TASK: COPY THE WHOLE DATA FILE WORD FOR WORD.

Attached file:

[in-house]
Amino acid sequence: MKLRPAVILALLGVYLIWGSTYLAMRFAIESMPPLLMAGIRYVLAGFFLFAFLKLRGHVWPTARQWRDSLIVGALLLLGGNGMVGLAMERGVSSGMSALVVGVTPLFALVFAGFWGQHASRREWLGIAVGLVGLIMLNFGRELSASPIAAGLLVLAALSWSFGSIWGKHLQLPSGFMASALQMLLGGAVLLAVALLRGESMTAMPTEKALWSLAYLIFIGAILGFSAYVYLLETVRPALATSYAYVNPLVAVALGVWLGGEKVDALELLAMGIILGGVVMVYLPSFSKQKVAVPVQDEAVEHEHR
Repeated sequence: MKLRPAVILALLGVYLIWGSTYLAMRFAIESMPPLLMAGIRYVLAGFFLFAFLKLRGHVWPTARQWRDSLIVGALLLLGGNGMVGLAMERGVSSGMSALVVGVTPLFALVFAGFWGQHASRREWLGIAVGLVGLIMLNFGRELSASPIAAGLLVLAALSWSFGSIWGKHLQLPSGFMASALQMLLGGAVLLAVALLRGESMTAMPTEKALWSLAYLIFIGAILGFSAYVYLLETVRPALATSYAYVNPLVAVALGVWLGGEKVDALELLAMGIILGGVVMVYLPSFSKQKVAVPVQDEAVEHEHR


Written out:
[in-house]
Amino acid sequence: MKLRPAVILALLGVYLIWGSTYLAMRFAIESMPPLLMAGIRYVLAGFFLFAFLKLRGHVWPTARQWRDSLIVGALLLLGGNGMVGLAMERGVSSGMSALVVGVTPLFALVFAGFWGQHASRREWLGIAVGLVGLIMLNFGRELSASPIAAGLLVLAALSWSFGSIWGKHLQLPSGFMASALQMLLGGAVLLAVALLRGESMTAMPTEKALWSLAYLIFIGAILGFSAYVYLLETVRPALATSYAYVNPLVAVALGVWLGGEKVDALELLAMGIILGGVVMVYLPSFSKQKVAVPVQDEAVEHEHR
Repeated sequence: MKLRPAVILALLGVYLIWGSTYLAMRFAIESMPPLLMAGIRYVLAGFFLFAFLKLRGHVWPTARQWRDSLIVGALLLLGGNGMVGLAMERGVSSGMSALVVGVTPLFALVFAGFWGQHASRREWLGIAVGLVGLIMLNFGRELSASPIAAGLLVLAALSWSFGSIWGKHLQLPSGFMASALQMLLGGAVLLAVALLRGESMTAMPTEKALWSLAYLIFIGAILGFSAYVYLLETVRPALATSYAYVNPLVAVALGVWLGGEKVDALELLAMGIILGGVVMVYLPSFSKQKVAVPVQDEAVEHEHR